A rule may be linked to a member of the community group. The item list creator may create or use one or more rules that limit or extend the visibility and access of a member to the item list. For example, a particular item on the item list may be for a member of a community group defined by the item list creator. The item list creator may then create a rule to make the item and all its associated data, such as reviews and recommendations, invisible to that member. The rules may include authorization to allow or forbid a member from adding new members to the community group, deleting members, or distributing the item list to others outside the group.

FIG. 4 illustrates a relationship diagram of a community group 400 created by a user 402, according to an example embodiment. The community group 400 may include levels of association or relatedness to the user 402 (e.g., the item list generator). The community group 400 this that may be associated with the item list created by the user 402 may include direct relationships (first level) and indirect relationships (second level). The direct relationships in this example include a mother 404, an uncle 406, a bowling team 408 and a reputable user 410, screen name Shopper1 (e.g., a trusted user with whom the first user has previously conducted one or more transactions within the system). The indirect relationships may include other users via the one or more direct relationships. The indirect relationships in this example include a father 412 and an aunt 414 that obtained access to the item list via the mother 404, and a nephew 416 and a niece 418 that obtained access via the uncle 406.

The bowling team 408 is an example of a secondary community group allowed access to the item list by the user 402. As with the community group 400, the user 402 may edit access privileges by assigning rules and roles to members of the secondary group. For example, as shown in this diagram, the bowling team 408 (in its entirety) has not been granted access (or authorization) to allow its members to grant access to the item list to other entities (e.g., other users or community groups).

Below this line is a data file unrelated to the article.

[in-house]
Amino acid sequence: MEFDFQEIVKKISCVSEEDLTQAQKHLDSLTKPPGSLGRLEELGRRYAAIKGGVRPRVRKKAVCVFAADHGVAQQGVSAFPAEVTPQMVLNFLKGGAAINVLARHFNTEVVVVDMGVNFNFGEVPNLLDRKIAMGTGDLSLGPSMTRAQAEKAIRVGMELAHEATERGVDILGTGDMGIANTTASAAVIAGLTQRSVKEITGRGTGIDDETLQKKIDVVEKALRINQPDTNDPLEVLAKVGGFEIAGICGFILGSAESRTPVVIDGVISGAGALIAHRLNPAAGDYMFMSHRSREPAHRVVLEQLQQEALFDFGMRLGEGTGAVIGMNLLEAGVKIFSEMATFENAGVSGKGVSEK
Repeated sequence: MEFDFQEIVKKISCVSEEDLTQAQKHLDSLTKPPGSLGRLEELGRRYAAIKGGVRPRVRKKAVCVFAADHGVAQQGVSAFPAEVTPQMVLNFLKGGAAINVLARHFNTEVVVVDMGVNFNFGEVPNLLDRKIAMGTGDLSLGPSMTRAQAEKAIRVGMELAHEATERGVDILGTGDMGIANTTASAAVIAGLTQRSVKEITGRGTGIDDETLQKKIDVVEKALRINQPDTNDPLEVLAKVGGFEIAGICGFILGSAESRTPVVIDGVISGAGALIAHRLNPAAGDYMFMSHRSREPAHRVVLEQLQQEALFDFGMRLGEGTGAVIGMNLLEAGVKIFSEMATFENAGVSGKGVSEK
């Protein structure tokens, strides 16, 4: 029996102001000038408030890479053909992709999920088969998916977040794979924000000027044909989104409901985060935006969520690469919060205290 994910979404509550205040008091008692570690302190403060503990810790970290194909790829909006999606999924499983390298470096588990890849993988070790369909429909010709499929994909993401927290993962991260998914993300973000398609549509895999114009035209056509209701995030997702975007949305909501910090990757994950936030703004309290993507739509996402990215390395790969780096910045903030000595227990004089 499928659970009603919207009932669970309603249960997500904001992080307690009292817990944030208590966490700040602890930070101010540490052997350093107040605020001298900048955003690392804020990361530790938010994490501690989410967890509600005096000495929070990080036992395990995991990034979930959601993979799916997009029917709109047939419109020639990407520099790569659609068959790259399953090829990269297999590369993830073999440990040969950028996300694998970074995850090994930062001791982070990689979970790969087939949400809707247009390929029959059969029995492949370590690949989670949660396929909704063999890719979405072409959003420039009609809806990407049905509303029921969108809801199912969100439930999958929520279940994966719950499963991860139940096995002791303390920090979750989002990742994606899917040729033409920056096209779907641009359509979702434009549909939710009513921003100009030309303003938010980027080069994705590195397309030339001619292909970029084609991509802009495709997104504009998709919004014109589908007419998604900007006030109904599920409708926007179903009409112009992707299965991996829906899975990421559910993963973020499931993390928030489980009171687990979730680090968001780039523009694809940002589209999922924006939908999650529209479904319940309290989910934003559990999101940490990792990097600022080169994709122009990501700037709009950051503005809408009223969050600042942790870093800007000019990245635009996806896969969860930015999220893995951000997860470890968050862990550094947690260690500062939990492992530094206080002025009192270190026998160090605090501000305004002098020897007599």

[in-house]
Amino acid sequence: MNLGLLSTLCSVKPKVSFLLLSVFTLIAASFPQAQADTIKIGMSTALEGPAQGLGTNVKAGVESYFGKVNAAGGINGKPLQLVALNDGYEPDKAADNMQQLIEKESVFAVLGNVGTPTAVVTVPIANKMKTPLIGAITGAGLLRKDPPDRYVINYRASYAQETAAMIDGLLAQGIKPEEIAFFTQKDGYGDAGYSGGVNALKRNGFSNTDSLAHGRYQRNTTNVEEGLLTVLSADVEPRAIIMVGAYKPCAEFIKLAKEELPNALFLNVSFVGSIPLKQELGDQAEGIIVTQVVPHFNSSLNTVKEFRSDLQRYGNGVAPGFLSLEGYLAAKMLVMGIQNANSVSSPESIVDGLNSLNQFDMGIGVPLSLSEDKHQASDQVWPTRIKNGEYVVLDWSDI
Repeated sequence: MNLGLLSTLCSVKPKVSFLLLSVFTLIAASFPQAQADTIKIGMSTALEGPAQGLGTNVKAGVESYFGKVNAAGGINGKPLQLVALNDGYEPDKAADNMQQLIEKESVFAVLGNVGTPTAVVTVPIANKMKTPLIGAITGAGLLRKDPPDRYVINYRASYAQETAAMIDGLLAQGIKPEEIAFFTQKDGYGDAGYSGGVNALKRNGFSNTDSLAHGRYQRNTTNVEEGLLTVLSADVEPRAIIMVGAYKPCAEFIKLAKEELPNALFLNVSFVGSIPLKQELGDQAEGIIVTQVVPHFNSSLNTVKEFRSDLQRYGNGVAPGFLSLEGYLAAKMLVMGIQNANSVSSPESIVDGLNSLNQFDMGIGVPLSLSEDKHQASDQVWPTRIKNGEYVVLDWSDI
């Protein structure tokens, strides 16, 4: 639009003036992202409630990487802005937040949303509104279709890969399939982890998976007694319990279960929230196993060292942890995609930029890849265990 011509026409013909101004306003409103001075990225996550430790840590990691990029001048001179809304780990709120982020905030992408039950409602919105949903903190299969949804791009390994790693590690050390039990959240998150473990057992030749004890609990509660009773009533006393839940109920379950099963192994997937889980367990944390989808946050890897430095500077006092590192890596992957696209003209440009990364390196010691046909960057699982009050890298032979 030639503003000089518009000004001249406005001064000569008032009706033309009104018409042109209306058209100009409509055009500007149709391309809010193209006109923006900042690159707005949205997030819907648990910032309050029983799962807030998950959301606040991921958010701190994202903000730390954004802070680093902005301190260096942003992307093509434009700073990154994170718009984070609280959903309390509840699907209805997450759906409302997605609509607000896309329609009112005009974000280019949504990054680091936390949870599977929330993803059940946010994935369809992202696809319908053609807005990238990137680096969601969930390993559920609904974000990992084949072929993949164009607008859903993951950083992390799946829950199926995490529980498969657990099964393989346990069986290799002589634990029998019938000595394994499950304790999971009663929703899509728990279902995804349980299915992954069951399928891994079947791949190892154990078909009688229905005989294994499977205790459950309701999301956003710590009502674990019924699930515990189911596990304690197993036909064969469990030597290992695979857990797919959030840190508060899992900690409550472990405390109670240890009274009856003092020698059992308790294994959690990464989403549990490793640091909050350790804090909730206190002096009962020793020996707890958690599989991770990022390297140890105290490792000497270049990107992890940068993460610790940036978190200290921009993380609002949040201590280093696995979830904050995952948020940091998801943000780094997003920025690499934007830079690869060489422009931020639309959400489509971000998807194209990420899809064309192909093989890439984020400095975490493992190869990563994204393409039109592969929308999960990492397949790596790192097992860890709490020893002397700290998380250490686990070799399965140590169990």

The reputable user 410 may be a user of the network-based marketplace 112 that has a particularly high user rating within the community. The user 402 may, for example, only grant the reputable user 410 access or visibility only to those items regarding which the user 402 would like to receive the reputable user's 410 recommendation or review. As previously discussed, the rules applications 208 and the roles applications 209 may be used in conjunction with other applications to allow and enforce these privileges and restrictions on members of the community with respect to the item list.

FIG. 5A illustrates a user created item list 502, according to one example embodiment. The user created list 502 may include sections or fields including item 504, manufacturer 506, model 508, recommendation/review 510, purchased 512, and add to cart 514. In this example, item 504 includes item 1—portable music player, item 2—60 inch Sony® plasma, item 3—a stereo system, and item 4—gift for 12 year old daughter. This example illustrates the flexibility of the item list since an item can be specifically requested or can be broadly requested, in which case the item list creator is soliciting recommendations. In the case of a specific request, such as for the stereo system, manufacturer 506 and model 508 may be filled in to further define the request. In the case of a broad request, such as for a portable music player (item 1), once recommendations have been made by the community group 400 having access to the item list 502, the item list 502 may then be updated as shown. In this case, as illustrated, recommendations for the portable music player have been made and the item list 502 updated.